Heather Reisman

Heather Maxine Reisman CM (born August 28, 1948) is a Canadian businesswoman and philanthropist. Reisman is the founder and chief executive of the Canadian retail chain Indigo Books and Music. She is the co-founder and past Chair of Kobo, and was appointed an Officer of the Order of Canada in 2019.

Heather Reisman
Heather Reisman.jpg
Reisman in 2007
Born (1948-08-28) August 28, 1948 (age 72)
Montreal, Quebec, Canada
Alma materMcGill University
OccupationCEO of Indigo Books and Music
Co-founder and past Chair of Kobo
Spouse(s)Gerald Schwartz

Life SummaryEdit

Reisman was born in 1948 to a Jewish family in Montreal, Quebec and educated at McGill University where she received a Bachelor of Social Work degree.[1][2] Her father, Mark, was a real estate developer; her mother, Rose, owned a clothing store; and her brother, Howard, founded computer company Time Systems.[1] She is the niece of Simon Reisman, who headed the Canadian delegation that negotiated the 1988 Canada-United States Free Trade Agreement.


Reisman was first employed in social work as a caseworker.[2] After her first marriage ended in divorce, she switched careers and joined her brother Howard’s company. In 1979, she co-founded Paradigm Consulting and served as the managing director of this strategic change consultancy until 1995.[3][2]

In 1995, she was invited to become a "front-line investor" for Borders Group, the American book retailer, which was planning to enter the Canadian market. When Borders was unable to obtain the necessary federal regulatory approval in Canada, Reisman entered big box book retailing on her own, founding a company called Indigo Books and Music.[3] She raised $25m from a group of investors based on the original concept document for Indigo. In 2001, Indigo Books and Music acquired its main rival, Chapters, to form the largest book retailer in Canada, obtaining a clear leadership position in the book retailing industry. Reisman co-founded Kobo Inc. in 2009 and two years later, sold Indigo’s majority stake in Kobo to the Japanese company Rakuten for $315 million.[4]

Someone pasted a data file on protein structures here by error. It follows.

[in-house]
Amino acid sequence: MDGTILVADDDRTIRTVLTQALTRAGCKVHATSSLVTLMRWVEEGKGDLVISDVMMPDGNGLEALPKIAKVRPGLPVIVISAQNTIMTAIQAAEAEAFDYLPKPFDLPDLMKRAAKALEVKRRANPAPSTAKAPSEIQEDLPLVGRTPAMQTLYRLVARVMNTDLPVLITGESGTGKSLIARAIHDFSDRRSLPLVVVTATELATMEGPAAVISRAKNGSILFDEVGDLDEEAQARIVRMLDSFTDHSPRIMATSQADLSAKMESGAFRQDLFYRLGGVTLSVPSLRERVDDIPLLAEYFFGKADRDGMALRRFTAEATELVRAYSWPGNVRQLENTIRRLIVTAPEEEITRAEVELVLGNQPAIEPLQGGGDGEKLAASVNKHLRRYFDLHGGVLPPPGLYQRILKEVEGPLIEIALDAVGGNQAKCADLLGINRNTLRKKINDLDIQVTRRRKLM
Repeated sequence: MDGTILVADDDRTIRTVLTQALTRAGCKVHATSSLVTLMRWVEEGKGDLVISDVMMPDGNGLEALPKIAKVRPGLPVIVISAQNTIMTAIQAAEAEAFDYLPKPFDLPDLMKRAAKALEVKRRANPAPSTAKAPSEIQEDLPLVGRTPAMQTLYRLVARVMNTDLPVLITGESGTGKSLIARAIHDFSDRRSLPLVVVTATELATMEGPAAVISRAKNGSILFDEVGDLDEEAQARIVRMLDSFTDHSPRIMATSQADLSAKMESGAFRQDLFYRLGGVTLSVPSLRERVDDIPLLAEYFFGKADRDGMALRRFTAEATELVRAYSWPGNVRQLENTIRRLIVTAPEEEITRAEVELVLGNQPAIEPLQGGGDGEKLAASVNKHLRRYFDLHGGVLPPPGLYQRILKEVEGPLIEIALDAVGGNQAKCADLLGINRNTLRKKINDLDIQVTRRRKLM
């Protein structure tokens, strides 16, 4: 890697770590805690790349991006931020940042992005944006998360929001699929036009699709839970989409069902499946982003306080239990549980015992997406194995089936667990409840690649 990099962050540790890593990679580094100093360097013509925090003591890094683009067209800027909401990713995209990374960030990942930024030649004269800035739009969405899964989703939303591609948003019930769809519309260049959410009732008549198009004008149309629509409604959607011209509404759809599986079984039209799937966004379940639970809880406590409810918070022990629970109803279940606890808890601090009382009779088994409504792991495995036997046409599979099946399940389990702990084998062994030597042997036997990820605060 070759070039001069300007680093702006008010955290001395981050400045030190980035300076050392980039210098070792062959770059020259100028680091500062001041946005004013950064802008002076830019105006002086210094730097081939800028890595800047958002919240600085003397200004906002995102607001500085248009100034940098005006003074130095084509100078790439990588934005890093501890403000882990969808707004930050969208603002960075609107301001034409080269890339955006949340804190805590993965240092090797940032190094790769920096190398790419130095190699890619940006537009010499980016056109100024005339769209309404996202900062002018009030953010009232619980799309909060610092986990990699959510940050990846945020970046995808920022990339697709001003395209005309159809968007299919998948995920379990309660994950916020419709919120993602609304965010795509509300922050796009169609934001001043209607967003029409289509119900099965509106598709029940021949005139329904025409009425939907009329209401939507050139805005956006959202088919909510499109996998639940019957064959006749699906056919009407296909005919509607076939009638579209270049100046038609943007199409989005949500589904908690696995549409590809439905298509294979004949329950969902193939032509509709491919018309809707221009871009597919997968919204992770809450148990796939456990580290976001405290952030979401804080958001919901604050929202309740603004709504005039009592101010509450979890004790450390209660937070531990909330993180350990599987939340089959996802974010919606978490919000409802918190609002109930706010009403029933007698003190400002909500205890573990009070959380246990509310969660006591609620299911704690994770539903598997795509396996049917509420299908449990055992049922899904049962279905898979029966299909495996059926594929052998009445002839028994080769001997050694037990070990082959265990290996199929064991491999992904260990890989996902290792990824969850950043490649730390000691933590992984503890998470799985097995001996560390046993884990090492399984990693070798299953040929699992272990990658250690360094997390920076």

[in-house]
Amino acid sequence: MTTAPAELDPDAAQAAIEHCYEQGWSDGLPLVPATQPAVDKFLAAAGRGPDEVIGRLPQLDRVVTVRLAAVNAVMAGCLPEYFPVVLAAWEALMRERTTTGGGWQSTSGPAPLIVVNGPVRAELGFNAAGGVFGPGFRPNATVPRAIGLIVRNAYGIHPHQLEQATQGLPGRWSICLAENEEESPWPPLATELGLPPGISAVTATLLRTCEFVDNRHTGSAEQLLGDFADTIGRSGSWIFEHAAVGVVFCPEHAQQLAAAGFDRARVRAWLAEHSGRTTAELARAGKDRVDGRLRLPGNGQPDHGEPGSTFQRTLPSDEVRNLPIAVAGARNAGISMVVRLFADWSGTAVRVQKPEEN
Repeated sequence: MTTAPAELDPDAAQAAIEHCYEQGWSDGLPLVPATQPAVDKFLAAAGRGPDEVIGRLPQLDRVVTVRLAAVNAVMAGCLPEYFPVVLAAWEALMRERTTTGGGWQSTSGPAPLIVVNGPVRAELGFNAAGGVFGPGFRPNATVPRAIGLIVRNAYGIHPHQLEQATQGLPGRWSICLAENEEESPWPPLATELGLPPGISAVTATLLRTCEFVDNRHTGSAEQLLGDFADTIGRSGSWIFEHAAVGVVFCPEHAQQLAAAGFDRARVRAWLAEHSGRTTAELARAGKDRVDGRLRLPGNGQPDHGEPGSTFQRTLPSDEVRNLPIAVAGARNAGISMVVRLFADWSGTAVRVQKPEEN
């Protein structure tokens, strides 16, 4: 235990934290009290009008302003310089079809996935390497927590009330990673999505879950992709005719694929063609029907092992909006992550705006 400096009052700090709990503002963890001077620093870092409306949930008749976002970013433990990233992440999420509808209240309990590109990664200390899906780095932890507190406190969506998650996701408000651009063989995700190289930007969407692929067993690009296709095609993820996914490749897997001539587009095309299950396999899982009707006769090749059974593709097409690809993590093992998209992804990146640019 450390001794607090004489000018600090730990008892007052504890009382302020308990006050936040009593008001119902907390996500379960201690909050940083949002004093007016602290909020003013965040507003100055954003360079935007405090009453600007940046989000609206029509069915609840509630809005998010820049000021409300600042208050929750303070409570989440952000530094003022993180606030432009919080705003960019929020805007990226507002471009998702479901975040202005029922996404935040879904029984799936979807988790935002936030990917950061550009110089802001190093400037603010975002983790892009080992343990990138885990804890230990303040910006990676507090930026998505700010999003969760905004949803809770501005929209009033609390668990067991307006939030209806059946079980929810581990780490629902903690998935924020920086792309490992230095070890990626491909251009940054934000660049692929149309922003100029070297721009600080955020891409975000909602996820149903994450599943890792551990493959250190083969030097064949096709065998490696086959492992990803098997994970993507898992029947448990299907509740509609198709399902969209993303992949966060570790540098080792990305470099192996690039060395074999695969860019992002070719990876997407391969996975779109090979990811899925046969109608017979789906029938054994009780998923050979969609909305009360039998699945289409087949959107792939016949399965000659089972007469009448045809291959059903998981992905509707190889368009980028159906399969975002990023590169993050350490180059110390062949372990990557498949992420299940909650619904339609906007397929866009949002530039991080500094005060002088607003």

Since 1998, Reisman has also chosen more than 262 "Heather's Picks" for Indigo, which are books specifically recommended by her and come with a money-back guarantee.[5]

Although Indigo has increasingly stocked giftware in its stores, Reisman said this in an 2018 interview about the company's core product: "Books were, are, and always will be the heart and soul of our business".[4] She began expanding Indigo into the US in 2018, starting with the first store at Short Hills in New Jersey.[6]

In 2009, she co-founded Kobo to participate in the exploding e-reading market. In 2012 Kobo was sold to Rakuten, and it remains a leader in the field.

Reisman has also served as a governor of the Toronto Stock Exchange and of McGill University.[1] She has been a board member of several companies, including Williams Sonoma and J. Crew. She is currently a Director of Onex Corporation and Mt. Sinai Hospital.[3]

Advocacy and politicsEdit

In August 2006, due to differing reactions by the two main Canadian political parties to the 2006 Lebanon War, Reisman withdrew her longtime support for the Liberal Party of Canada and chose to support the Conservative Party of Canada under Stephen Harper.[7]

Mein KampfEdit

She drew praise and criticism in October 2001, after announcing that Indigo would not sell Hitler's Mein Kampf in its bookstores.[8][9]